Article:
Saturday, 15 July 2017

In defence of a progressive Muslim woman ... thank you Julia Baird

Yassmin Abdel-Magied left Australia after being hounded in the media and on social media for her comments on Australia Day. Photo: SBS

The article extracted below is by Julia Baird - well-known ABC broadcaster and feminist.

Blog Editor's note: The caption above in bold accompanied the photo of Ms Abdel-Magied. The Editor queries if this is correct and reference should be to Anzac Day, a rather sacred day on the Australian calendar.  Read more about the controversy here. In addition, you will find her TED talk on the head scarf at the same link.  Also please note, that the politicians mentioned in this article are on the conservative side of national politics in Australia.  Reference to Manus and Nauru relates to two islands outside Australia, the first is in Papua New Guinea and the second is an independent nation.  To many Australians - perhaps not a majority - Ms Abdel-Magied's statement would be seen as fair comment. Manus and Nauru are places outside Australia where Australia houses undocumented refugees.  Australia has a harsh "turn back the boats" policy.  Find out more here.
"In Australia, a lone woman
is being crucified by the Press
at any given moment."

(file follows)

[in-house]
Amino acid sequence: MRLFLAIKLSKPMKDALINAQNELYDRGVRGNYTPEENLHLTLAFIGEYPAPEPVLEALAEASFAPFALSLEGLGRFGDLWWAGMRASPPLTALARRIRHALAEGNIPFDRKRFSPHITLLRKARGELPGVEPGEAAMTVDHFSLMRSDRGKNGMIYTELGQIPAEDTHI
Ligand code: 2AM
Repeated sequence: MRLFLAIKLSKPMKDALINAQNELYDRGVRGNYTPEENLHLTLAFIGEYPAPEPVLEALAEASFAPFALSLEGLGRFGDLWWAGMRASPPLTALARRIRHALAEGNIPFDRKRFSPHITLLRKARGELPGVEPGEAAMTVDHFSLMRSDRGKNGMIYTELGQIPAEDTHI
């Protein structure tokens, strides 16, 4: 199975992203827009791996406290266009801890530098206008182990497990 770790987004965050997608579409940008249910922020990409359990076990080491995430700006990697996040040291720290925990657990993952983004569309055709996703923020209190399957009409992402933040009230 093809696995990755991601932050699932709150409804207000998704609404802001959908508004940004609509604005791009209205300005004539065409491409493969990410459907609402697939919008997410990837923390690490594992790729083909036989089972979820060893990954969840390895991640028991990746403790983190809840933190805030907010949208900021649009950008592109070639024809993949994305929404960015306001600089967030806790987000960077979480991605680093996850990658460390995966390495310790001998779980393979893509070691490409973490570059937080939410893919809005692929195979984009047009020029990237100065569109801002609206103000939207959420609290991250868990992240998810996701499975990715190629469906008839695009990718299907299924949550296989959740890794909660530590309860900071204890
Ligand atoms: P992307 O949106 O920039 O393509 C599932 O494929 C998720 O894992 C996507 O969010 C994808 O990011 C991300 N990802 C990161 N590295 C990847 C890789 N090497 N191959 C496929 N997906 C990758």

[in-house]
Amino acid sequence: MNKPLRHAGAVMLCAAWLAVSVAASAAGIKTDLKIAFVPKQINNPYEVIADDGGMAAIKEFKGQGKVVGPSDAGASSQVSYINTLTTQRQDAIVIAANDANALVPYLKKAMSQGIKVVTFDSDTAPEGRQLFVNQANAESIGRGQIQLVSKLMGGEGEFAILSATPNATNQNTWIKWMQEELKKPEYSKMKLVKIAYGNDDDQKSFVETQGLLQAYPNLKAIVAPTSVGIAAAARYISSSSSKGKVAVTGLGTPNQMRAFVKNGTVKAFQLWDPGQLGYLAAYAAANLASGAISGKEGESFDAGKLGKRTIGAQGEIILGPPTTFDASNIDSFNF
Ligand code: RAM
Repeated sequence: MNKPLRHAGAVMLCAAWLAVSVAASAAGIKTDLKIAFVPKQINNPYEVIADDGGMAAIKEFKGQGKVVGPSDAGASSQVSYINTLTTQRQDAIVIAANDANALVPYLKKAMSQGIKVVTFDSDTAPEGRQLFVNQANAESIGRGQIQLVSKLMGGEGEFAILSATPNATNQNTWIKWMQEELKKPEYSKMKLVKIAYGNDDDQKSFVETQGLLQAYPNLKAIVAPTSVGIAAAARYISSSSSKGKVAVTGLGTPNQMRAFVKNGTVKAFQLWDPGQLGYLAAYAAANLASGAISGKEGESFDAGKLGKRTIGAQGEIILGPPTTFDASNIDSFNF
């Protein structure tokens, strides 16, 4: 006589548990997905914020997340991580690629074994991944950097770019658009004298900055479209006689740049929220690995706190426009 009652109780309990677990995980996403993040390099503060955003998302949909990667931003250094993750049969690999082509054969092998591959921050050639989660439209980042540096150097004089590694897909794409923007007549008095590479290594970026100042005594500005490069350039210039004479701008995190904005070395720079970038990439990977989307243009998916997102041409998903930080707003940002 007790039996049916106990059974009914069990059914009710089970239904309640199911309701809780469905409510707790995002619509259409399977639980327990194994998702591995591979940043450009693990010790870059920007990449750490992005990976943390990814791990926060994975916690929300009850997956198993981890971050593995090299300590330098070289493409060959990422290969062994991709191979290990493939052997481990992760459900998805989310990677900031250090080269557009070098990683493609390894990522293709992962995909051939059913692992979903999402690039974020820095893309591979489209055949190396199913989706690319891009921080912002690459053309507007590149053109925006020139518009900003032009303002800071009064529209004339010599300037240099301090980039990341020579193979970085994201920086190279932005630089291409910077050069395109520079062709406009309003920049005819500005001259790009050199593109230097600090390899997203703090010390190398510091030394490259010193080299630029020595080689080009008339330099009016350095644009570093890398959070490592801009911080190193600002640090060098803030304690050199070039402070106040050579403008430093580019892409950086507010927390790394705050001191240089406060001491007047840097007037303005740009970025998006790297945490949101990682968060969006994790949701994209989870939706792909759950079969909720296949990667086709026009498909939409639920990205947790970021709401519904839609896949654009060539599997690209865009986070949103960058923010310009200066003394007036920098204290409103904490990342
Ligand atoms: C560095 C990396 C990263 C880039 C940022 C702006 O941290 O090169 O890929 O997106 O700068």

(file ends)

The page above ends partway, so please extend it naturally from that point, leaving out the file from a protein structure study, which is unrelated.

Cast out, he wrote,
"… she goes down, overwhelmed
in the feasting grins of pressmen
and Press women …"
Then, "After the feeding frenzy
Sometimes a ruefully balanced last lick
Precedes the next selection."
Not much has changed – though thanks to social media, the abuse is broader, more intense and intrusive, more sustained. Not so much a firing squad with timed attacks as constant assault by drone and sniper, air, land and sea.
In 1997, when Murray wrote his poem, it was Lindy Chamberlain, grieving mother who would not cry on cue. 

Yet another Blog Editor's Note:

Why should there have been such an uproar
over Yasmin's statements?

Many Australians query the semi-religious sentiments
surrounding Anzac Day.
In 1958, Alan Seymour wrote a play, The One Day of the Year.
The play queried the manner of the celebration 
with intergenerational conflict and memory as its background.
The play was a huge success and is an Australian classic.

For consideration:
Why shouldn't people from other nations and cultural backgrounds
critique our traditions?
And will we not own up to our military misdeeds -
which, as in any conflict, do occur?

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